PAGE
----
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Two liturgies match swords with plowshares

This was great liturgy. A congregation of over 2,000 people gathered from the four winds, wonderful music to pace and focus the long ceremony toward its central act of worship, the gospel proclaimed simply, powerful preaching to apply it, over 600 concelebrants giving physical witness to the divine presence in meal and sacrifice, a community set in motion to enact what it had just celebrated.

Cathedral worship? An outdoor papal mass? A eucharistic congress? No, this solemn liturgy took place Nov. 16, in Columbus, Ga., as an act of nonviolent civil disobedience at the entrance to Fort Benning, home of the notorious School of the Americas, where thousands of Latin American soldiers later linked to atrocities have been trained by the U.S. Army.

Fr. Roy Bourgeois, leader of an eight-year effort to close the SOA, walking alongside Carol Richardson, director of the SOA Watch office in Washington, led a half-mile-long funeral procession onto the fort to commemorate the 1989 murders of six Jesuits and their two coworkers in El Salvador. The procession culminated in the arrest of 601 protesters. Twenty-eight, including Bourgeois and Richardson, will go to prison for defying a court order to stay away from Fort Benning.

To call this dramatic protest a liturgy may seem to some an abuse of the term or too loose an application of a word we ought to reserve for sacred worship.

Liturgy is literally the “work of the people.” In Christian terms, liturgy is how we share in the church’s central work of making present and powerful the life, death and resurrection of Jesus in the world. By proclaiming Christ in her worship, the church historically points to Jesus as both the goal of human history and the means to that goal. Liturgy is our lifelong participation in the transformation of human nature, the coming of the kingdom of justice and love. Inseparable from every Christian liturgy is the mission of Jesus to proclaim good news to the poor, freedom to prisoners, justice to oppressed peoples, an end to violence. As justice is constitutive to the gospel, so every liturgy is ultimately about justice, celebrating God’s will on earth, then going forth to do it.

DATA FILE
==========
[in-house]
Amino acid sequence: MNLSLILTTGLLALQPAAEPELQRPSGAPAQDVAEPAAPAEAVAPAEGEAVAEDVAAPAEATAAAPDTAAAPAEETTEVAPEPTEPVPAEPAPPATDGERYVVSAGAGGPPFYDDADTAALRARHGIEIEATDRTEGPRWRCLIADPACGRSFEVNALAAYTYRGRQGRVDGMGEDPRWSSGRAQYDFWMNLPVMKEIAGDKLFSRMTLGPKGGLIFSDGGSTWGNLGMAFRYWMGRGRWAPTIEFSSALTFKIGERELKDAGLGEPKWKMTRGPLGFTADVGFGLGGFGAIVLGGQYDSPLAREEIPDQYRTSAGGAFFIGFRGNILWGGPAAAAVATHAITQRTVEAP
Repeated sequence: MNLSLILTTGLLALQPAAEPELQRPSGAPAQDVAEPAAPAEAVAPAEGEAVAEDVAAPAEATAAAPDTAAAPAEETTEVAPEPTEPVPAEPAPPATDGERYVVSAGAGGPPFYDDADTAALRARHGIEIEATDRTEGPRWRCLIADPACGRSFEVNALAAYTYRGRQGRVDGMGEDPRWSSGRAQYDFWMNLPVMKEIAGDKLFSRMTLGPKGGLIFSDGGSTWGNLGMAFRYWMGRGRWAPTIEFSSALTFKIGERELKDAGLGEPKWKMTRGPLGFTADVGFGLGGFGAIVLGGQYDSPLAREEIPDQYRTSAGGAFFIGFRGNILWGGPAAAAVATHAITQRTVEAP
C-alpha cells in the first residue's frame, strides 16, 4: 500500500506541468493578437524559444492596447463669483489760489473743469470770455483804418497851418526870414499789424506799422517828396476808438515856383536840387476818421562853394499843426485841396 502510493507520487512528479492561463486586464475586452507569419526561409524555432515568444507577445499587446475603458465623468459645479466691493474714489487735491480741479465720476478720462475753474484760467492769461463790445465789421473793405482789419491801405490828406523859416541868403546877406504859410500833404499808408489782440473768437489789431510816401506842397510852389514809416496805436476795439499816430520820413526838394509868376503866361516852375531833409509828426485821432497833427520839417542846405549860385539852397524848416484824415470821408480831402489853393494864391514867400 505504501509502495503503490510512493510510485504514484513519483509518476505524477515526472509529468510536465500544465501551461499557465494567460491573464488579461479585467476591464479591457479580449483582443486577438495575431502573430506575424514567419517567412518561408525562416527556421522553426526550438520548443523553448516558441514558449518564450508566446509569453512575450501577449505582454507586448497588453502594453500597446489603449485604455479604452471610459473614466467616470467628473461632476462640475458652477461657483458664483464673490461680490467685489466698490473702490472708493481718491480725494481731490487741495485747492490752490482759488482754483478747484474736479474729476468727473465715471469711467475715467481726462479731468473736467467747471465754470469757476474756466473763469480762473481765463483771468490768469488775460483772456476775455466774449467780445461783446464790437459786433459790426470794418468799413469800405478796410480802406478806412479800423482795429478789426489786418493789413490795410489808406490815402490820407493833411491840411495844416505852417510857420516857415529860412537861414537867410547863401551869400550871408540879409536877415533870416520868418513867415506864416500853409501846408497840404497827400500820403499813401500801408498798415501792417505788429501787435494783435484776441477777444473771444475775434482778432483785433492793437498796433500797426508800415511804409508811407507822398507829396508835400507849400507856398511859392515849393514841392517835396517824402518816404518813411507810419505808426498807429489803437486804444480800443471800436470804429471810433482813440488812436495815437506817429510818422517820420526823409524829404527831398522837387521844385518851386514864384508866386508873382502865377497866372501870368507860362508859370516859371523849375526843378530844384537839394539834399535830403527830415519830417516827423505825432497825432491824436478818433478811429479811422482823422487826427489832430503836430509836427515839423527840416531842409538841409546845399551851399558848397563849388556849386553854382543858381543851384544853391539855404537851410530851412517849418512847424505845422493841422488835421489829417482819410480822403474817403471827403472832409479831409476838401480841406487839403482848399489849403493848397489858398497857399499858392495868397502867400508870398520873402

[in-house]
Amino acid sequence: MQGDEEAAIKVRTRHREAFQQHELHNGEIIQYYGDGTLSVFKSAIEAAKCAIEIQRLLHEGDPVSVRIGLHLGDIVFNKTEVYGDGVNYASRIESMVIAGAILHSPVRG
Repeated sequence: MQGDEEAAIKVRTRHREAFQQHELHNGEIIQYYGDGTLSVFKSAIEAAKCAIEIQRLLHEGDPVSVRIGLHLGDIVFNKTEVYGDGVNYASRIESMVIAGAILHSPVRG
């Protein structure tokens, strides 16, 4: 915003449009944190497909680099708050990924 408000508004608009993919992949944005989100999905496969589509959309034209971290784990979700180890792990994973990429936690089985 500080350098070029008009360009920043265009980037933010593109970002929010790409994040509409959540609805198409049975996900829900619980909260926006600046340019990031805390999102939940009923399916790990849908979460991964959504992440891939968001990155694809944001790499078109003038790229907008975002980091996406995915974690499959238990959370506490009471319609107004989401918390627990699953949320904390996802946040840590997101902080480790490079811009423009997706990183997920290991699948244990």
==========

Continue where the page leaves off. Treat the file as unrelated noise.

When we do it in our churches week after week, we may lose sight of the powerful reality liturgy is meant to be, a reality that became clear to those gathered at Fort Benning. To invoke the suffering and deaths of tens of thousands of our brothers and sisters in Latin America in the cause of justice was to proclaim the death of the Lord as the means by which the kingdom of God is to come. Our communion with them makes their fate inseparable from ours, and their suffering as members of the Mystical Body of Christ becomes a call to solidarity or a judgment on us for lack of it.

Such liturgy, if fully effective in us, will be costly because it will set us on a collision course with an aspect of the dominant American culture that directly or indirectly supports U.S. military and economic policies in many developing countries. The oligarchies and military regimes the United States is now sustaining and training throughout Latin America function to preserve our interests in the region, protecting American investment, multinational control of natural resources and access to cheap labor. North Americans are complicit in this when we accept the benefits of such unjust and extractive policies, without which we could never sustain the standard of living we have come to enjoy and take as much for granted as our morning coffee.

Walter Brueggemann, in The Prophetic Imagination, depicts the contest between Moses and the pharaoh’s magicians as a struggle for divine validation. Whose side is God on? In a clash of two liturgies, pharaoh’s high priests wield their staffs and call on their gods. Moses counters with his own prayers to Yahweh. The exodus, a miraculous escape, is first accomplished by the dismantling of pharaoh’s claim to authority. Pharaoh’s gods turn out to be no gods at all, only illusion and posturing. The Hebrews are free to leave because God -- the only God there is -- is with them. Nothing can stand in the way of the divine will.

Bourgeois acknowledges that the Pentagon is a giant, an entity with unlimited resources, cloaked in secrecy and almost beyond accountability. The counter liturgy the Pentagon mounted to confront Bourgeois’ protest was impressive -- its tall priests in formal dress and fully armed, standing in tight ranks to block the road, with waiting buses to carry those arrested to an efficient processing, courts to convict and prisons to hold those who dare defy the dominant culture.

But the Pentagon is on the wrong side of history and, despite its seemingly unlimited resources, can hardly know what it is up against.

National Catholic Reporter, December 12, 1997